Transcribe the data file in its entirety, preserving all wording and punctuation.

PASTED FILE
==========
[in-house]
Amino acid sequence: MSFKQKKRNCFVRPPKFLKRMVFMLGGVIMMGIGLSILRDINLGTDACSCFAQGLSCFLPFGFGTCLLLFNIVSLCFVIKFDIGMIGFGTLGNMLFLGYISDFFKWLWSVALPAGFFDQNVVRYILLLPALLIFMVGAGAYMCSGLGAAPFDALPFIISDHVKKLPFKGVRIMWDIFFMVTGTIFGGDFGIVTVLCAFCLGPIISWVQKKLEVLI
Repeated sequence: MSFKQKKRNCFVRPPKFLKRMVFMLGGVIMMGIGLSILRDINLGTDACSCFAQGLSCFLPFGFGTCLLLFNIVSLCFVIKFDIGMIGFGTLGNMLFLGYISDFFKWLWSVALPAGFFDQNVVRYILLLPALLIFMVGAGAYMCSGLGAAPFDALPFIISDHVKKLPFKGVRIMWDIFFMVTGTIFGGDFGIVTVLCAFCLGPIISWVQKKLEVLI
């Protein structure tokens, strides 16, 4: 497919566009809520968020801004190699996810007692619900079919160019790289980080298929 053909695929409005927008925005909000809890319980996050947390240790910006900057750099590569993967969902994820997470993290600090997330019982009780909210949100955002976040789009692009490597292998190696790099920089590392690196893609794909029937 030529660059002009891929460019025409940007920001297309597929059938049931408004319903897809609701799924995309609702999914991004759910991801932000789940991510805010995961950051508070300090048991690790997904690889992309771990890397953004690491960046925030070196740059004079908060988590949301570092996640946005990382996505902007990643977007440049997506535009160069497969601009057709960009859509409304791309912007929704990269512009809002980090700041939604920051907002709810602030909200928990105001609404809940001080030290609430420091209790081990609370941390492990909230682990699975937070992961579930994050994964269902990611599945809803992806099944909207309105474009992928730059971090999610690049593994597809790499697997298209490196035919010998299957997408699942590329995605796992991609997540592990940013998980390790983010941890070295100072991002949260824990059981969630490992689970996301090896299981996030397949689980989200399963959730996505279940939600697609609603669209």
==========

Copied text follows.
[in-house]
Amino acid sequence: MSFKQKKRNCFVRPPKFLKRMVFMLGGVIMMGIGLSILRDINLGTDACSCFAQGLSCFLPFGFGTCLLLFNIVSLCFVIKFDIGMIGFGTLGNMLFLGYISDFFKWLWSVALPAGFFDQNVVRYILLLPALLIFMVGAGAYMCSGLGAAPFDALPFIISDHVKKLPFKGVRIMWDIFFMVTGTIFGGDFGIVTVLCAFCLGPIISWVQKKLEVLI
Repeated sequence: MSFKQKKRNCFVRPPKFLKRMVFMLGGVIMMGIGLSILRDINLGTDACSCFAQGLSCFLPFGFGTCLLLFNIVSLCFVIKFDIGMIGFGTLGNMLFLGYISDFFKWLWSVALPAGFFDQNVVRYILLLPALLIFMVGAGAYMCSGLGAAPFDALPFIISDHVKKLPFKGVRIMWDIFFMVTGTIFGGDFGIVTVLCAFCLGPIISWVQKKLEVLI
């Protein structure tokens, strides 16, 4: 497919566009809520968020801004190699996810007692619900079919160019790289980080298929 053909695929409005927008925005909000809890319980996050947390240790910006900057750099590569993967969902994820997470993290600090997330019982009780909210949100955002976040789009692009490597292998190696790099920089590392690196893609794909029937 030529660059002009891929460019025409940007920001297309597929059938049931408004319903897809609701799924995309609702999914991004759910991801932000789940991510805010995961950051508070300090048991690790997904690889992309771990890397953004690491960046925030070196740059004079908060988590949301570092996640946005990382996505902007990643977007440049997506535009160069497969601009057709960009859509409304791309912007929704990269512009809002980090700041939604920051907002709810602030909200928990105001609404809940001080030290609430420091209790081990609370941390492990909230682990699975937070992961579930994050994964269902990611599945809803992806099944909207309105474009992928730059971090999610690049593994597809790499697997298209490196035919010998299957997408699942590329995605796992991609997540592990940013998980390790983010941890070295100072991002949260824990059981969630490992689970996301090896299981996030397949689980989200399963959730996505279940939600697609609603669209």